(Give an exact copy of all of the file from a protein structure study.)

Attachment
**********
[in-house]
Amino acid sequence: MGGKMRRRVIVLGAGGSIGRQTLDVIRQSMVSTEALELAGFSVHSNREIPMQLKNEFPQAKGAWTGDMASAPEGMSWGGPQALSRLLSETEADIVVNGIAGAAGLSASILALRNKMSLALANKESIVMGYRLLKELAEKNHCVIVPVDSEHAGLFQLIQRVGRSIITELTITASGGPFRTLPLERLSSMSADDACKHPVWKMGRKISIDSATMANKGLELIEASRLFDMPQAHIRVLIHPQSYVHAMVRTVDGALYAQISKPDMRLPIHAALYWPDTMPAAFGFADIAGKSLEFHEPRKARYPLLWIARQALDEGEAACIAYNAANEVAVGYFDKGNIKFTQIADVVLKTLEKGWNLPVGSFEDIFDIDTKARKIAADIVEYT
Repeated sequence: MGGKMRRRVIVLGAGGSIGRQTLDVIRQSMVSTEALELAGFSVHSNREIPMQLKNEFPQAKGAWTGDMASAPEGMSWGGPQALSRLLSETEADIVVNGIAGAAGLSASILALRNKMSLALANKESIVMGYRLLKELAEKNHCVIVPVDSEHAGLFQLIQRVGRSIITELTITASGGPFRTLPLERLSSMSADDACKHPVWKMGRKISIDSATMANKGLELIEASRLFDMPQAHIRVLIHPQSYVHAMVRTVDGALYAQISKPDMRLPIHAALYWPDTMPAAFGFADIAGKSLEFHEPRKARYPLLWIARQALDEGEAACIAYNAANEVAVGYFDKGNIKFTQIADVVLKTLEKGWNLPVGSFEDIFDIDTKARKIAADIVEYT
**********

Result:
[in-house]
Amino acid sequence: MGGKMRRRVIVLGAGGSIGRQTLDVIRQSMVSTEALELAGFSVHSNREIPMQLKNEFPQAKGAWTGDMASAPEGMSWGGPQALSRLLSETEADIVVNGIAGAAGLSASILALRNKMSLALANKESIVMGYRLLKELAEKNHCVIVPVDSEHAGLFQLIQRVGRSIITELTITASGGPFRTLPLERLSSMSADDACKHPVWKMGRKISIDSATMANKGLELIEASRLFDMPQAHIRVLIHPQSYVHAMVRTVDGALYAQISKPDMRLPIHAALYWPDTMPAAFGFADIAGKSLEFHEPRKARYPLLWIARQALDEGEAACIAYNAANEVAVGYFDKGNIKFTQIADVVLKTLEKGWNLPVGSFEDIFDIDTKARKIAADIVEYT
Repeated sequence: MGGKMRRRVIVLGAGGSIGRQTLDVIRQSMVSTEALELAGFSVHSNREIPMQLKNEFPQAKGAWTGDMASAPEGMSWGGPQALSRLLSETEADIVVNGIAGAAGLSASILALRNKMSLALANKESIVMGYRLLKELAEKNHCVIVPVDSEHAGLFQLIQRVGRSIITELTITASGGPFRTLPLERLSSMSADDACKHPVWKMGRKISIDSATMANKGLELIEASRLFDMPQAHIRVLIHPQSYVHAMVRTVDGALYAQISKPDMRLPIHAALYWPDTMPAAFGFADIAGKSLEFHEPRKARYPLLWIARQALDEGEAACIAYNAANEVAVGYFDKGNIKFTQIADVVLKTLEKGWNLPVGSFEDIFDIDTKARKIAADIVEYT